Lemon Law for New Cars
An estimated 150,000 cars each year (or 1% of new cars) are lemons — cars that have repeated, unfixable problems. Every state has enacted some type of “lemon law” to help consumers who get stuck with these defective cars.
In order to take advantage of these laws, you need to know what qualifies as a lemon and how to get a refund or replacement car.
What Qualifies as a “Lemon”?
In order to qualify as a lemon under most state laws, the car must (1) have a substantial defect covered by the warranty that occurred within a certain period of time or number of miles after you bought the car, and (2) not be fixed after a reasonable number of repair attempts. In most states, the lemon law only applies to new cars (but see below).
A “substantial defect” is a problem covered by the warranty that impairs the car’s use, value, or safety, such as faulty brakes or steering. Minor defects such as loose radio knobs and door handles do not meet the legal definition of “substantial defect.”
As with most legal definitions, the line between a “minor” and a “substantial” defect is not always clear. Some not-so-obvious conditions, such as defective paint jobs or horrible smells, have been found to be substantial defects.
In all states, the substantial defect must occur within a certain period of time (usually one or two years) or within a certain number of miles (usually 12,000 or 24,000). The defect must not be caused by abuse.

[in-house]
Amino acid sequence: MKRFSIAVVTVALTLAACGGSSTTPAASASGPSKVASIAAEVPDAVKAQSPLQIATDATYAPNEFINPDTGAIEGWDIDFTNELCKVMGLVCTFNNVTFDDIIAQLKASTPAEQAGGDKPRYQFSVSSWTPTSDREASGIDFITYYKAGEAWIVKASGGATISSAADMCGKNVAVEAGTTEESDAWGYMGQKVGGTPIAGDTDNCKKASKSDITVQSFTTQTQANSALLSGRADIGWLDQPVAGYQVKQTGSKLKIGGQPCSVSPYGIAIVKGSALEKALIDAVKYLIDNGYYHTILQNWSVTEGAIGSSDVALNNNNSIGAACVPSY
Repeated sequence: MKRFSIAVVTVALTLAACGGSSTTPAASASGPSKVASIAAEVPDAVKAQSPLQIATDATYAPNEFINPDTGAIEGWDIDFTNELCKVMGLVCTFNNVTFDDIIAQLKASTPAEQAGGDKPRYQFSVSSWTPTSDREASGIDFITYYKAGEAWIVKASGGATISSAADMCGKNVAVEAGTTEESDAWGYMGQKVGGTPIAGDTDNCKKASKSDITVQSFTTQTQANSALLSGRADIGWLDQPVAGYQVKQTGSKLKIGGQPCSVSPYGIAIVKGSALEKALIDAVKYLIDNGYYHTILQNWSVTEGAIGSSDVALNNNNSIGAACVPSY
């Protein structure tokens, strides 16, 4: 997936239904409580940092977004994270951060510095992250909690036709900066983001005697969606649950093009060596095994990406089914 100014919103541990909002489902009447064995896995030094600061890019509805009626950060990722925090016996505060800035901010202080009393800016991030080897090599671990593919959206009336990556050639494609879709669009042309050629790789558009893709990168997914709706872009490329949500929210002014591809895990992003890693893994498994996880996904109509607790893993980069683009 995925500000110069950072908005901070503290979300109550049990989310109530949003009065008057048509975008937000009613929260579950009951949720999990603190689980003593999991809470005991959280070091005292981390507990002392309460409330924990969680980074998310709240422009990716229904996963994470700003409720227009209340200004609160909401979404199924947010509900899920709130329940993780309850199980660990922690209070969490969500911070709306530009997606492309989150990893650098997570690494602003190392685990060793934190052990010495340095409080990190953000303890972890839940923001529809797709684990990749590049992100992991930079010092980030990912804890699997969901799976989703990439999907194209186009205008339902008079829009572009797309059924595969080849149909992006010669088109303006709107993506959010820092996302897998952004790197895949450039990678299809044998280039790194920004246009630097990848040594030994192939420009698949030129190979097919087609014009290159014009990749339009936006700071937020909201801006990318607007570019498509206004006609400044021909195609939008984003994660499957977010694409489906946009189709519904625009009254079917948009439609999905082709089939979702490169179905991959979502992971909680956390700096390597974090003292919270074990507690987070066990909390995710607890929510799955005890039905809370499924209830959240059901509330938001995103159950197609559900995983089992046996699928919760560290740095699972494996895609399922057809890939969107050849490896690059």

Reasonable Repair Attempts
You must allow the dealer or manufacturer to make a “reasonable” number of attempts to fix a substantial problem before your car is considered to be a lemon. Usually, you must meet one of the following standards to be protected under your state’s lemon law:
- If the defect is a serious safety defect (for example, involving brakes or steering), it must remain unfixed after one repair attempt.
- If the defect is not a serious safety defect, it must remain unfixed after three or four repair attempts (the number varies by state).
- If the vehicle is in the shop a certain number of days (usually 30 days in a one-year period) to fix one or more substantial warranty defects, it may fit the definition of a lemon.